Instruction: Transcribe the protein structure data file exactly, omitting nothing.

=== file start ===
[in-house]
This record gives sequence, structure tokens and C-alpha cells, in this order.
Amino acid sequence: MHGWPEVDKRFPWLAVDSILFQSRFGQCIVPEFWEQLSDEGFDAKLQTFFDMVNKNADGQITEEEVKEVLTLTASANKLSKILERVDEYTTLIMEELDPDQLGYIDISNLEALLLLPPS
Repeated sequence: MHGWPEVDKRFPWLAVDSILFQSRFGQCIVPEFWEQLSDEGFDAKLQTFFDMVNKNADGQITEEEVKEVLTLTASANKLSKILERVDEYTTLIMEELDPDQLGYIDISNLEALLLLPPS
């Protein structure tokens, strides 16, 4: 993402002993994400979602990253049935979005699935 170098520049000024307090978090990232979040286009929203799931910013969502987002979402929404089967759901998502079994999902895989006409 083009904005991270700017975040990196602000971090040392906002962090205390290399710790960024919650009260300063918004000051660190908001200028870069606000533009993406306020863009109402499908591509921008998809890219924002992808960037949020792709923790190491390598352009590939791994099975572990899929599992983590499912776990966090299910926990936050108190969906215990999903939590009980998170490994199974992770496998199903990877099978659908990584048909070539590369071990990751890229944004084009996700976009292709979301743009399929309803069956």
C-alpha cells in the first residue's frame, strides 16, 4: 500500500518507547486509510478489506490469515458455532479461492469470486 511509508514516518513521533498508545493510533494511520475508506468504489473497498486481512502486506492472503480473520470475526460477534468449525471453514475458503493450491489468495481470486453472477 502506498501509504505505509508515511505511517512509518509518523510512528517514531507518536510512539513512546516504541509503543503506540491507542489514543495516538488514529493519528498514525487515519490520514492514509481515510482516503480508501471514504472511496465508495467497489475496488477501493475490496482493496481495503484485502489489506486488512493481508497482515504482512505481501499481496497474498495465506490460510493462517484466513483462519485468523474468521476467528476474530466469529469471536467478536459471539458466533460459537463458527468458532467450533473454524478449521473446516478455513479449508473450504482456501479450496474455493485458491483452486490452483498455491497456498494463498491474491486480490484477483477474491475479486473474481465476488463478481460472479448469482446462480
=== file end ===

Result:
[in-house]
This record gives sequence, structure tokens and C-alpha cells, in this order.
Amino acid sequence: MHGWPEVDKRFPWLAVDSILFQSRFGQCIVPEFWEQLSDEGFDAKLQTFFDMVNKNADGQITEEEVKEVLTLTASANKLSKILERVDEYTTLIMEELDPDQLGYIDISNLEALLLLPPS
Repeated sequence: MHGWPEVDKRFPWLAVDSILFQSRFGQCIVPEFWEQLSDEGFDAKLQTFFDMVNKNADGQITEEEVKEVLTLTASANKLSKILERVDEYTTLIMEELDPDQLGYIDISNLEALLLLPPS
């Protein structure tokens, strides 16, 4: 993402002993994400979602990253049935979005699935 170098520049000024307090978090990232979040286009929203799931910013969502987002979402929404089967759901998502079994999902895989006409 083009904005991270700017975040990196602000971090040392906002962090205390290399710790960024919650009260300063918004000051660190908001200028870069606000533009993406306020863009109402499908591509921008998809890219924002992808960037949020792709923790190491390598352009590939791994099975572990899929599992983590499912776990966090299910926990936050108190969906215990999903939590009980998170490994199974992770496998199903990877099978659908990584048909070539590369071990990751890229944004084009996700976009292709979301743009399929309803069956």
C-alpha cells in the first residue's frame, strides 16, 4: 500500500518507547486509510478489506490469515458455532479461492469470486 511509508514516518513521533498508545493510533494511520475508506468504489473497498486481512502486506492472503480473520470475526460477534468449525471453514475458503493450491489468495481470486453472477 502506498501509504505505509508515511505511517512509518509518523510512528517514531507518536510512539513512546516504541509503543503506540491507542489514543495516538488514529493519528498514525487515519490520514492514509481515510482516503480508501471514504472511496465508495467497489475496488477501493475490496482493496481495503484485502489489506486488512493481508497482515504482512505481501499481496497474498495465506490460510493462517484466513483462519485468523474468521476467528476474530466469529469471536467478536459471539458466533460459537463458527468458532467450533473454524478449521473446516478455513479449508473450504482456501479450496474455493485458491483452486490452483498455491497456498494463498491474491486480490484477483477474491475479486473474481465476488463478481460472479448469482446462480